U.S. companies are in denial about doing business in China.
Business leaders in general are almost certain that China will surpass the U.S. to be No. 1 in GDP at some point in the near future, and they feel compelled to sustain their relationships there. China is already the second- or third-largest market for many American companies, including Apple, Starbucks, and Amway. Texas Instruments and Qualcomm each derived more revenues from China in 2020 than from any other country. Given the size of the opportunity, the CEOs and board members who are in denial tell themselves, their companies can’t afford not to be in China.
But deep down the leaders of these businesses know that China’s relentless drive toward self-sufficiency is likely to someday harm them. An American corporation is needed in China only until a Chinese company has the capability to be its most ardent global competitor. In many cases, sharing technology and intellectual property with a Chinese “partner” under the watch of the Chinese Communist Party is a precondition for a U.S. company’s entry into the market. When the CCP relaxes that requirement, as it has for Tesla, BlackRock, and Goldman Sachs, it is likely only a temporary reprieve.
The ongoing flow of technology, know-how, trade dollars and direct investment from the U.S. to China helps America’s economic rival achieve its goal faster.
U.S. corporate leaders have to take off their blinders and face the reality of what is making China more powerful and accelerating its dominance: They are! Efforts to stem the flow of technology and reduce the trade deficit have fallen far short, partly because of fragmentation in policymaking but also because of what corporate leaders continue to do.
There are signs that more business leaders are acknowledging the problem. In a survey of Fortune 500 CEOs, conducted in early May, 61% of those whose companies were involved with the Chinese market said they were looking to reduce their exposure to China.
Still, dealing with reality puts U.S. companies on the horns of a dilemma. If they stop or phase out the flow of technology, know-how, and U.S. dollars, how can they deal with the damage to shareholder value that is almost certain to occur in the short run as they forgo revenue in China?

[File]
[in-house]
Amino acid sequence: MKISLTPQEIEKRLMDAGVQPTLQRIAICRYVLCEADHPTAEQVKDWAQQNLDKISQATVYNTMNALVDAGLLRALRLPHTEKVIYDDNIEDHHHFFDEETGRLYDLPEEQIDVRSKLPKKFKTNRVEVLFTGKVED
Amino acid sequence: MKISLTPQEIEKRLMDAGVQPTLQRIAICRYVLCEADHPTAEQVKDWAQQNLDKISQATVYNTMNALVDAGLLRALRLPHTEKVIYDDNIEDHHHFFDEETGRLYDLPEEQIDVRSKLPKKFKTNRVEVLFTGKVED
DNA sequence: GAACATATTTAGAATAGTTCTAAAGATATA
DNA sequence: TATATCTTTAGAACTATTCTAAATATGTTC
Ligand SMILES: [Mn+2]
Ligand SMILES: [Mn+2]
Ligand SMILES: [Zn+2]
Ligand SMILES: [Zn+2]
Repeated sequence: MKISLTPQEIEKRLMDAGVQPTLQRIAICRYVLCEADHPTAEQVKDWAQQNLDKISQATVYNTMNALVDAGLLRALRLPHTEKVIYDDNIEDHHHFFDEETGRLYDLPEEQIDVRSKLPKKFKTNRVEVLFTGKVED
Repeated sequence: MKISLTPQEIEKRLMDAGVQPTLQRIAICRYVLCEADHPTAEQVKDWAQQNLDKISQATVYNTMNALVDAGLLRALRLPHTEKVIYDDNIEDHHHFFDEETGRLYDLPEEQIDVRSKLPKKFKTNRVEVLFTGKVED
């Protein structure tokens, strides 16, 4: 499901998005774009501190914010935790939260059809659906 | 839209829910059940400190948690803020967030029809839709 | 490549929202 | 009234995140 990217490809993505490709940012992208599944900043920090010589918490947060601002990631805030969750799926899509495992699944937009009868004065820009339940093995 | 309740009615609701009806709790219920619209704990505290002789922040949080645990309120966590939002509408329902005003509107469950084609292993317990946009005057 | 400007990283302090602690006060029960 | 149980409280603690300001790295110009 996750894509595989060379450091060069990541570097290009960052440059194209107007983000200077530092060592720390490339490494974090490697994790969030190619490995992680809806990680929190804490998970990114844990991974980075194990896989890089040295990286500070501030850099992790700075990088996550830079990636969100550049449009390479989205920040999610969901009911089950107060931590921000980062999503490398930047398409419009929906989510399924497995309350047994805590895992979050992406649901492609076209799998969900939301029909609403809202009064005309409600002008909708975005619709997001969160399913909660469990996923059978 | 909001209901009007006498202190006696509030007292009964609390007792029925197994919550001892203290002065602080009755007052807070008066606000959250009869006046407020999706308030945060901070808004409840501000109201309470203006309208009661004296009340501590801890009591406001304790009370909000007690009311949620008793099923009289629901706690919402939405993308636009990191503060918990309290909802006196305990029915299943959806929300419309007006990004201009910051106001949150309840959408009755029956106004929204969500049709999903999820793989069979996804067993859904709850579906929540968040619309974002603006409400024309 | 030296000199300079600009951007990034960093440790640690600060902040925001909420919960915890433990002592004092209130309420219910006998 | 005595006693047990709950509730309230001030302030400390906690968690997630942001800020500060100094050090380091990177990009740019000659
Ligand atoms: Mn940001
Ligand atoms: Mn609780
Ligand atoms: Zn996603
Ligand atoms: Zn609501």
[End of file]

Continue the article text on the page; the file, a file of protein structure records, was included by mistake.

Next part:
The time is now for U.S. companies to face up to the problem. Their leaders must be preemptive, and prepare to change their business models or global footprints to counteract any hits they may take from the loss of business in China.
Business leaders should start by taking these urgent steps:
1. Acknowledge the party’s power. Face the reality that participation in China’s growing market is subject to the power of the CCP. The CCP can—and does—change the rules without warning, forcing non-Chinese companies to either leave or see their business reduced to a meaningless volume, as has happened to Ericsson and Nokia. The CCP can also take a range of actions that cause a precipitous drop in a company’s market value, including for Chinese companies with a wide range of Western investors, as happened with the gaming arm of Tencent, Ant at Alibaba, and ride-share company Didi.
CEOs and boards should prepare for this tail risk. Investors will begin to factor that risk into their evaluations.
2. Diversify sources of revenue. Openly discuss the revenues and profits from China that are vulnerable; then work on creating a Plan B that reduces your dependency on those revenues. For companies that rely on China for a high percentage of their revenues, the dilemma is where else to find equivalent growth. I know of one large heavy manufacturing company that gets 20% of its revenues from China but is planning to exit over the next several years. My research suggests that this company is well ahead of others.
Have those conversations. Focus on countries whose economies are projected to have sustainable growth, even if they are small. These will be the battlegrounds between you and the competitor you’re creating in China.
Beware of countries that have a record of coming close to debt default and bankruptcy. The Chinese are courting them to get their vote on competitive agenda items like standards setting (for example, for 5G). That creates a competitive impediment for you.